September 30, 2017

ABA president urges reauthorization of JJDPA

ABA President Hilarie Bass urged Congress to quickly enact juvenile justice legislation now that both the House and Senate have approved bipartisan bills to reauthorize the Juvenile Justice and Delinquency Prevention Act of 1974 (JJDPA).

“The ABA strongly supports the JJDPA, which has provided states and localities with federal standards and support for improving juvenile justice and delinquency prevention practices and contributed to safeguards for youth, families and communities for more than 40 years,” Bass wrote to the House Education and the Workforce Committee and the Senate Judiciary Committee Sept. 5.

The Senate passed its version of juvenile justice legislation, S. 860, on Aug. 1, and the House bill, H.R. 1809, received House approval May 23. Both bills were passed by voice vote. Bass wrote that when the House and Senate conferees meet to resolve differences between the two bills, the ABA urges them to work efficiently “to finally reauthorize the JJDPA and reaffirm a national commitment to the rehabilitative purpose of the juvenile justice system.”

It has been 13 years since the JJDPA was reauthorized, and new research has changed the methods for dealing with juveniles in the criminal justice system. Bass emphasized that the reauthorization of the act is critical to protecting juveniles and ensuring that federal funding focuses on programs that have been shown to “improve outcomes for these young people.”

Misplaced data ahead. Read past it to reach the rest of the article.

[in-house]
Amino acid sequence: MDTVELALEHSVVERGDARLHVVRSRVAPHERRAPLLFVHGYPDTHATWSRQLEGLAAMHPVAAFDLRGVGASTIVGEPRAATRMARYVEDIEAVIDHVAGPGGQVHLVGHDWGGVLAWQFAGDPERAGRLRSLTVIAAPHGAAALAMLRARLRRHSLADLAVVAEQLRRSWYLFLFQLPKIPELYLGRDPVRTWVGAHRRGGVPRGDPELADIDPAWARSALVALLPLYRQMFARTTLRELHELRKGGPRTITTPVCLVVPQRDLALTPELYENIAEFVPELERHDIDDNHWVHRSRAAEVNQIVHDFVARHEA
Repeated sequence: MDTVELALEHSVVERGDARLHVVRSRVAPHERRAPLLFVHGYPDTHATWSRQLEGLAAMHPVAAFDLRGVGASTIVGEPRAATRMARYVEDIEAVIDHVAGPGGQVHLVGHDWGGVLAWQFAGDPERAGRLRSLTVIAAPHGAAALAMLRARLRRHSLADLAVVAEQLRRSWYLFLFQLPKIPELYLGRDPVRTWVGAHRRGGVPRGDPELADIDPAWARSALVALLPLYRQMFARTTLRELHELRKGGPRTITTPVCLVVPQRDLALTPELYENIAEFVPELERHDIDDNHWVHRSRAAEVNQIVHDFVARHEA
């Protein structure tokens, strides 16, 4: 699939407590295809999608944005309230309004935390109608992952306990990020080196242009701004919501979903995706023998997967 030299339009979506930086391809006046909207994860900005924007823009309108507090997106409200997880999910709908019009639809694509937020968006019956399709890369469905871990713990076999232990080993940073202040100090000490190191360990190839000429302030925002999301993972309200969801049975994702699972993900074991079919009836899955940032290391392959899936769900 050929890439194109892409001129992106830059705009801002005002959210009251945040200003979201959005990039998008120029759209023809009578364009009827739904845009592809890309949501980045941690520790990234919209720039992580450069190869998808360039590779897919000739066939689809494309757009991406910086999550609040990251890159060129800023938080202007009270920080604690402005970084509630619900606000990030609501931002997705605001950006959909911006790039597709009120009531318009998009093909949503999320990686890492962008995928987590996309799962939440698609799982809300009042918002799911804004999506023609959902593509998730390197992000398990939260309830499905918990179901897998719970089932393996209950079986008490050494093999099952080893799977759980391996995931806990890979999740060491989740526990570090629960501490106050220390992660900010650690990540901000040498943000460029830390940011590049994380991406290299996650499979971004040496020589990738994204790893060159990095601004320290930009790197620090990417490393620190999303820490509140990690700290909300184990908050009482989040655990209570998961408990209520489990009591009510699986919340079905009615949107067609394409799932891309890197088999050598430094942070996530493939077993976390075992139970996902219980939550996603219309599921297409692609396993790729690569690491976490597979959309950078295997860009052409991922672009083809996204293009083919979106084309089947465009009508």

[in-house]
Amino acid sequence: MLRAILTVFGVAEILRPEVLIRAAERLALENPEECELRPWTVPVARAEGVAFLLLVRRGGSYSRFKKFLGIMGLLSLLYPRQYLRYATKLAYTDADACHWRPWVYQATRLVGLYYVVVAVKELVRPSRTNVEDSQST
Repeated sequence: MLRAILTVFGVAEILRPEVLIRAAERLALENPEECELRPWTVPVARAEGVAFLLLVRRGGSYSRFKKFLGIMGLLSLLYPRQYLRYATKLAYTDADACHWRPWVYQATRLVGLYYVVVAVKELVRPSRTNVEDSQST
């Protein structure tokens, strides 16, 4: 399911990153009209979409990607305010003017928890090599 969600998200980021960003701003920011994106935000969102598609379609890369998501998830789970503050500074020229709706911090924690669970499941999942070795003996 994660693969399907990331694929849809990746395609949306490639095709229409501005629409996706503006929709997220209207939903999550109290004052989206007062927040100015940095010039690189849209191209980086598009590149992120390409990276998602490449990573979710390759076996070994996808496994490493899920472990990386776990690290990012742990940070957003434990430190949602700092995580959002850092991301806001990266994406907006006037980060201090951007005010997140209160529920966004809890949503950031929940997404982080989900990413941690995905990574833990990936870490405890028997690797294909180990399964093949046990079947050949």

The ABA, she said, specifically supports provisions in both bills that would extend protections that limit youth contact with adult offenders and phase out use of the valid court order exception that currently causes youth to be jailed or securely confined for “status” offenses, such as truancy or running away from home, that would not be crimes if committed by adults.

Such treatment of status offenders results in juveniles being exposed to potentially dangerous influences while in a confined setting when access to other youth services outside a detention facility would be more appropriate, she warned.

 

Back to the September 2017 Washington Letter